The challenges of working in communications at SCS Group
Eleanore Nash, August 23, 2016
Part 3: You have to convince your colleagues to let you write an article about them
Awaiting responses from various sources in order to complete various projects, I looked to fill my time by writing articles for the company website’s newsfeed. I had already written an article on Bournville Gardens – a retirement village in which SCS Group had done work, another one on the ‘sky pool’ – a swimming facility which, when built, will link two residential towers in which SCS Group was appointed to manage the smoke control aspect of the building, and yet another about a fire at one of Dubai’s high-rise buildings.
Choosing your feature
Searching for a good topic for my next article, I looked for inspiration in the news archives. I noticed how sporty people at SCS Group are and, remembering hearing that SCS Group’s Regional Manager for Wales and West had signed up to take on the challenging Ironman Wales, I decided to write a focus piece on him.
I began researching his and other members of the SCS Group’s past triathlon results, knowing that some – but not who – had taken part in the Cardiff triathlon, as well as Barcelona and Majorca.
I then looked into the actual difficulty level of the ironman – having only heard an off-hand comment about how challenging it was. ‘Challenging’ is most certainly an understatement. Putting aside the fact that an Ironman consists of a 2.4-mile swim, a 122-mile bike ride and is topped off with a marathon at the end, this course looks truly ruthless (read my full article here).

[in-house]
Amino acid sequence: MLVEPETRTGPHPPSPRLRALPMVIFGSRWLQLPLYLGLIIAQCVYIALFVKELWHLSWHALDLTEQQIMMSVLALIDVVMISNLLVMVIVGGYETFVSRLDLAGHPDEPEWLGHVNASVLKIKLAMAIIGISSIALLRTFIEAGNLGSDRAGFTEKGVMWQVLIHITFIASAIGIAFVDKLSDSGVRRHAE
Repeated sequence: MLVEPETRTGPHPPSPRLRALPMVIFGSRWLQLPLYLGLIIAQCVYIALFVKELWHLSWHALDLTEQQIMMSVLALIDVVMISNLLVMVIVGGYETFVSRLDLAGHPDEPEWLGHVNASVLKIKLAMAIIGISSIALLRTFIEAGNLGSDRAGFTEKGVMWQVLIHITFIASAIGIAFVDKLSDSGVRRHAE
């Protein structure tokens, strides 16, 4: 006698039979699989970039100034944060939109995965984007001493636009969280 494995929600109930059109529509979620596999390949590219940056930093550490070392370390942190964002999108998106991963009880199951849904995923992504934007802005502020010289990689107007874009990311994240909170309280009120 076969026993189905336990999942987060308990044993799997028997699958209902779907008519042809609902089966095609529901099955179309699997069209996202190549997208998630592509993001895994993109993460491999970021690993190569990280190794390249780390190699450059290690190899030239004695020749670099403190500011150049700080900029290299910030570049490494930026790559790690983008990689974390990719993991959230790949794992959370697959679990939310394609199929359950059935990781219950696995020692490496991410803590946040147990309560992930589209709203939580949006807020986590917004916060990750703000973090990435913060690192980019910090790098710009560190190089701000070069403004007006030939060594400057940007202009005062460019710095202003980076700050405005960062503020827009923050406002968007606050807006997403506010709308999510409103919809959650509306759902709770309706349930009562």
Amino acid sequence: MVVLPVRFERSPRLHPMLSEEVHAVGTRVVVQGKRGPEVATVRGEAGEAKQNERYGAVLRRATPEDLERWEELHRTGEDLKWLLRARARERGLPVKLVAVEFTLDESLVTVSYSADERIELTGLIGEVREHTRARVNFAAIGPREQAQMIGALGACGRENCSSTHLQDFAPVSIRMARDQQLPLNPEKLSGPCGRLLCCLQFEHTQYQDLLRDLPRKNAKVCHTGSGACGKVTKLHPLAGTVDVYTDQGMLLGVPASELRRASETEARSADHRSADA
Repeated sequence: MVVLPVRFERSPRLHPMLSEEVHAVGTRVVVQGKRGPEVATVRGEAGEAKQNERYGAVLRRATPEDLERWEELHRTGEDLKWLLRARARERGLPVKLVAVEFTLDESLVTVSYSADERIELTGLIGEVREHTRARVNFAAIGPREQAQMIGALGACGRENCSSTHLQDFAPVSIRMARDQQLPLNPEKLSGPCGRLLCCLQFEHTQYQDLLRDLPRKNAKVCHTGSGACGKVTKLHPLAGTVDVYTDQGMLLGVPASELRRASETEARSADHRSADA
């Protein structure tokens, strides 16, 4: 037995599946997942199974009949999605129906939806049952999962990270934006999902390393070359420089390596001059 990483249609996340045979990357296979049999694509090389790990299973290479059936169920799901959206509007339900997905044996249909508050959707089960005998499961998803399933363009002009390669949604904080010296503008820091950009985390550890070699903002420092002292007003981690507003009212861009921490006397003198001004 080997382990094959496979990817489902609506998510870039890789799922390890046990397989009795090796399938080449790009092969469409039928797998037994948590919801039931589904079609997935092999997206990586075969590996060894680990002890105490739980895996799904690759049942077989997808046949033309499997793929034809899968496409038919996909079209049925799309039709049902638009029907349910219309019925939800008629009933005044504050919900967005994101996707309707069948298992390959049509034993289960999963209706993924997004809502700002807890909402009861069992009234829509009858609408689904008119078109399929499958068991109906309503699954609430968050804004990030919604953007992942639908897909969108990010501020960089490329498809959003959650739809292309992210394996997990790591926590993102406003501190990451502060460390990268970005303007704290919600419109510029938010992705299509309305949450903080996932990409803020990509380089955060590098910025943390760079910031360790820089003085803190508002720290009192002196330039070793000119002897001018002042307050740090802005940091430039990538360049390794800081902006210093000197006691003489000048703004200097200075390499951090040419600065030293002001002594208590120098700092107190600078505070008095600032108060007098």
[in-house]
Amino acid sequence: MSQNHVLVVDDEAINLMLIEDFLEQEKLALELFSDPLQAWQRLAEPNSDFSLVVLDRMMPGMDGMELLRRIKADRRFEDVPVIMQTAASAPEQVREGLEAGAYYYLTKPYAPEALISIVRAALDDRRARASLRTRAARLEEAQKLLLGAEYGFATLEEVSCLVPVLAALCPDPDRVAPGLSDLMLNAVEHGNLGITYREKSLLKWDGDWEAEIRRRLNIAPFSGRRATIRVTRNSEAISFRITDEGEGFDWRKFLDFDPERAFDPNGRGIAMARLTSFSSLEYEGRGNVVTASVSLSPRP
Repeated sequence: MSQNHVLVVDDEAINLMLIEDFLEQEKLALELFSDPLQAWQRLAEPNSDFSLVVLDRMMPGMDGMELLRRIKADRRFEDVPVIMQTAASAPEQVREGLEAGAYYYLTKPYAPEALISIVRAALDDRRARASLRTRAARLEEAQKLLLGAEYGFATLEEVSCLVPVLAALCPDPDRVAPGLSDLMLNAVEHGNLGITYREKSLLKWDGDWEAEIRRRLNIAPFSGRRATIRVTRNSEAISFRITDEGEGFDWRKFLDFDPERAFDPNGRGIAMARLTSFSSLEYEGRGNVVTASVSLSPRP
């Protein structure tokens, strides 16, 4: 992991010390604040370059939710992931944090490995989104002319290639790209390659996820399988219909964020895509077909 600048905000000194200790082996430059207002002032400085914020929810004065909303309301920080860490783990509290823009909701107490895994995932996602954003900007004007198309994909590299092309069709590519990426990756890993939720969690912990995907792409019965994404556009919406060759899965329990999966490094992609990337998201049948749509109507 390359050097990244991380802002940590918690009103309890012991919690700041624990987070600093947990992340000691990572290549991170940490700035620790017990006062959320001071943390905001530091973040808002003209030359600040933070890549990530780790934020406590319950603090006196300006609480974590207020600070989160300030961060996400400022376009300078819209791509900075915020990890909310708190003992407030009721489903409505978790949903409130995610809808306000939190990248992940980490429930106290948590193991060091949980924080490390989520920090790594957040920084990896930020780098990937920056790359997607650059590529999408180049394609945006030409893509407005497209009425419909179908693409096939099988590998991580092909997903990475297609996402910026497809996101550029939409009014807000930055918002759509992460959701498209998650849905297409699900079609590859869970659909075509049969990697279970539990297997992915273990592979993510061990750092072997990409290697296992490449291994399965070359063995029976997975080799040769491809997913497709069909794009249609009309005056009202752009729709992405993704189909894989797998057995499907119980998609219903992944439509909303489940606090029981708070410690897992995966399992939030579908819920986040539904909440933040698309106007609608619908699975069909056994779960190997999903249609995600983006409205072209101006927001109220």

Fascinated by the man who would dare to take on such a feat, I felt I had to write an article about Mike’s ambitious personal challenge.
Wearing them down
I wrote most of the article with the information I had already acquired, increasing my chances of getting him to agree to it being published. I still needed a few details to complete the piece, though.
Hoping to pass under the radar, Mike let out a half-nervous half-flattered laugh when I spoke to him about the article idea. He was easily worn down however and agreed to a quick interview. My background research into his history as a swimmer and his previous triathlon triumphs gave me the upper hand. Knowing about his past achievements that he doesn’t like to flaunt, I was able to ask him the right questions to gain further insight. He eventually spoke openly about his enjoyment of triathlon, stressing that he didn’t take himself too seriously.
I guess I can now add persistence and stalking to the skills list on my CV!